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Tuesday, 5 February 2008

How to give a successful workshop: lessons learnt from a dream

I don't dream about work every night. Just the nights I actually get enough sleep to hit the appropriate REM cycle. But when I do, why not share the lessons learnt? I take no responsibility for workshops based on this advice...
  1. Know how many people will be taking the workshop.
  2. Limit the number to something you can handle.
  3. Make sure there are enough workstations for everyone to work at.
  4. If people continually arriving will disrupt the workshop, close the door soon after starting.
  5. If people continually leaving will disrupt the workshop, chain participants to their desks soon after starting.
  6. Prepare a realistic lesson plan with built-in leeway.
  7. Check all equipment, internet connections, URLs, logins, etc, beforehand.
  8. Have a list of all necessary URLs, logins, etc. In multiple handy places.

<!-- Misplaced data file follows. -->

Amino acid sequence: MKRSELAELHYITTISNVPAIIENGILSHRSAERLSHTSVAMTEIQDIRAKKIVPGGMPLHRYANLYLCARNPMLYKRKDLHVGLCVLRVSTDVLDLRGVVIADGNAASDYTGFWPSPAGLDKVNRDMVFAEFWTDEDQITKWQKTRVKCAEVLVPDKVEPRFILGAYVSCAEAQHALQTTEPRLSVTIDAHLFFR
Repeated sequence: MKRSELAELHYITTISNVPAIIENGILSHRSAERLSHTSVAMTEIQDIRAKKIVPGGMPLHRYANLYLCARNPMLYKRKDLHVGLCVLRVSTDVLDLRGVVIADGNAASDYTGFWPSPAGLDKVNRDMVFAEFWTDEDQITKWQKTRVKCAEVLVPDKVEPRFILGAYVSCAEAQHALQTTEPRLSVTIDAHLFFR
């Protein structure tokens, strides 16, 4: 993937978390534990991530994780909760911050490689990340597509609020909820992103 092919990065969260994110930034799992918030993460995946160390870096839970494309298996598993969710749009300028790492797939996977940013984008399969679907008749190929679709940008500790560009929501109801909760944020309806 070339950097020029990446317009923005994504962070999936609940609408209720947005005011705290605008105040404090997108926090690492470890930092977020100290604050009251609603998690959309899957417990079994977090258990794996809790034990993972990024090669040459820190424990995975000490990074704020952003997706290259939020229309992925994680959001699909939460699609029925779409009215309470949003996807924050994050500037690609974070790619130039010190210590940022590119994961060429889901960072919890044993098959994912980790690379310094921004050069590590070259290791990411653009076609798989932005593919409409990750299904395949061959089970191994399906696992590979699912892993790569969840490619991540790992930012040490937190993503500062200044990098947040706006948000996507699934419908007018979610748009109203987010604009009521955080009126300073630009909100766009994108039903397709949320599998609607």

9. If workshop participants need URLs, logins, etc, email them in advance. And have handouts ready as well.

If all else fails -- as it clearly had in my dream -- be prepared to be flexible:
  1. If you originally planned to run an interactive workshop and find that due to hundreds of people turning up this is impractical, just deliver a lecture instead.
  2. If you originally planned to cover two topics and are halfway through your time having barely started on the first, just shrug off the second one.
  3. If you originally planned to show examples but can't remember your log-in / can't find the URL / can't get the wireless connection working, just move on to something else.
  4. If despite utter confusion and chaos you've managed to muddle through to the end and attendees inexplicably begin applauding, accept their thanks gracefully. It isn't often one has an anxiety dream without the anxiety.